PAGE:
Tokyo/Fukushima: With no sign of its atomic crisis ending soon, Japan on Thursday said it would ban entering a 20-km evacuation zone around the radiation-leaking Fukushima nuclear plant, as Premier Naoto Kan vowed to make all-out efforts to help those affected rebuild their lives.

The legally-controlled off-limits zone around the plant, which is being enforced for the first time, covers about 27,000 households in nine municipalities, from where the government had already asked residents to evacuate.

Chief Cabinet Secretary Yukio Edano said the no-entry zone is aimed at protecting the health and safety of residents as some of them have been returning home without sufficient safety measures.

Anyone entering the banned area could be subject to fines. The government also said it would allow one member of each household to temporarily return to their homes in the off-limits zone. But it has decided not to allow visits for residents living within three kilometres of the nuclear plant.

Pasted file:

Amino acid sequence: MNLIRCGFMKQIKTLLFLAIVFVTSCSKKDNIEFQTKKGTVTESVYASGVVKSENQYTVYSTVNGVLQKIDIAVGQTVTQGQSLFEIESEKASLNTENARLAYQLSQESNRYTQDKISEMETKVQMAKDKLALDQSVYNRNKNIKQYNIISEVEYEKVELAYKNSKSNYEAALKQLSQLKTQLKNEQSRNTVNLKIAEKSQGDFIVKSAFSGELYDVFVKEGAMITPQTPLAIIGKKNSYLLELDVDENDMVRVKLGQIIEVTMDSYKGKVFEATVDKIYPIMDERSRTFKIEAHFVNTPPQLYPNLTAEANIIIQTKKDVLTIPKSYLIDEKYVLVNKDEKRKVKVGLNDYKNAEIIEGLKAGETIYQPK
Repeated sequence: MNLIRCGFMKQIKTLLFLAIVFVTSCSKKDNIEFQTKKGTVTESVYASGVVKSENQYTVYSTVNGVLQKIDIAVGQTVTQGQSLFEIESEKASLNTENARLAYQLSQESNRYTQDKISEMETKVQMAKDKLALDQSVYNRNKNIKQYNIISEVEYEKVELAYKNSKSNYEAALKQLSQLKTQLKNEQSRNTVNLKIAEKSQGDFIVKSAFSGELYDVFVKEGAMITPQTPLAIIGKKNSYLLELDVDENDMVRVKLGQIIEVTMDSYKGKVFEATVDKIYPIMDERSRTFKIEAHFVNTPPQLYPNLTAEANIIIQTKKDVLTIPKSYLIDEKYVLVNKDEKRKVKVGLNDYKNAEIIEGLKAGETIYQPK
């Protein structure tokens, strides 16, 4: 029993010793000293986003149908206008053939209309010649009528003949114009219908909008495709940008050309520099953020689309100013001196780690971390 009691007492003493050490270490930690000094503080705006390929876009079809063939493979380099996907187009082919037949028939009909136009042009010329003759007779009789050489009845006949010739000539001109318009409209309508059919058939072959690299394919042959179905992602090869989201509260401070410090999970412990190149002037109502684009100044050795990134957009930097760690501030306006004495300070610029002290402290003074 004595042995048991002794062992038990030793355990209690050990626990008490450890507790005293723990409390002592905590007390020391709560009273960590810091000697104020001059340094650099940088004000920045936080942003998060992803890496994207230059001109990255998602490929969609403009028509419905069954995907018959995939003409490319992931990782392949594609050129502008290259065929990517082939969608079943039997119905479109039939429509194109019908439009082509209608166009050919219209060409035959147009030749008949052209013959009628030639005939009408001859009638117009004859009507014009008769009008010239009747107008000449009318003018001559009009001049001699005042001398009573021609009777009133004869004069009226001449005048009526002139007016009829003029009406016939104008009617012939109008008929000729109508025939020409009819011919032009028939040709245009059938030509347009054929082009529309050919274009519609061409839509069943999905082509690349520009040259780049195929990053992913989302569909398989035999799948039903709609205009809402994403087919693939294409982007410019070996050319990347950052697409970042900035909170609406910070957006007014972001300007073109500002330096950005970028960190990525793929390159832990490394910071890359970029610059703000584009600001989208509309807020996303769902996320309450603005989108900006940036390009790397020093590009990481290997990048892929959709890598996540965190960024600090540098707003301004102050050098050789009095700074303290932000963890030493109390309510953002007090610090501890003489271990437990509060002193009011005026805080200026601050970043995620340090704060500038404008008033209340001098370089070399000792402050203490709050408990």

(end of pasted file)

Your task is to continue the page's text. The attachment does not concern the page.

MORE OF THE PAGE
Prime Minister Kan then visited the national nuclear disaster task force in Fukushima and said the central government has to make all-out efforts so that local residents can rebuild their lives.

He asked officials of the task force to step up their efforts in helping revitalise Fukushima and the rest of Japan in what he said could be a long battle.

Japan tsunami claimed mainly elderly

New data from Japan's National Police Agency shows that two-thirds of the victims identified so far in the last month's tsunami were elderly, and most of them drowned.

The agency said in a release that 65 percent dead (11,108) were older than 60.

Another 1,899 identified victims were of unknown age. Adding those who are still missing, the disaster killed an estimated 27,500 people.

The agency also reported that nearly 93 percent of the victims had drowned. Others died from fires, being crushed or other causes.

The earthquake and tsunami hit the rural, northeastern coast where there were higher concentrations of elderly residents.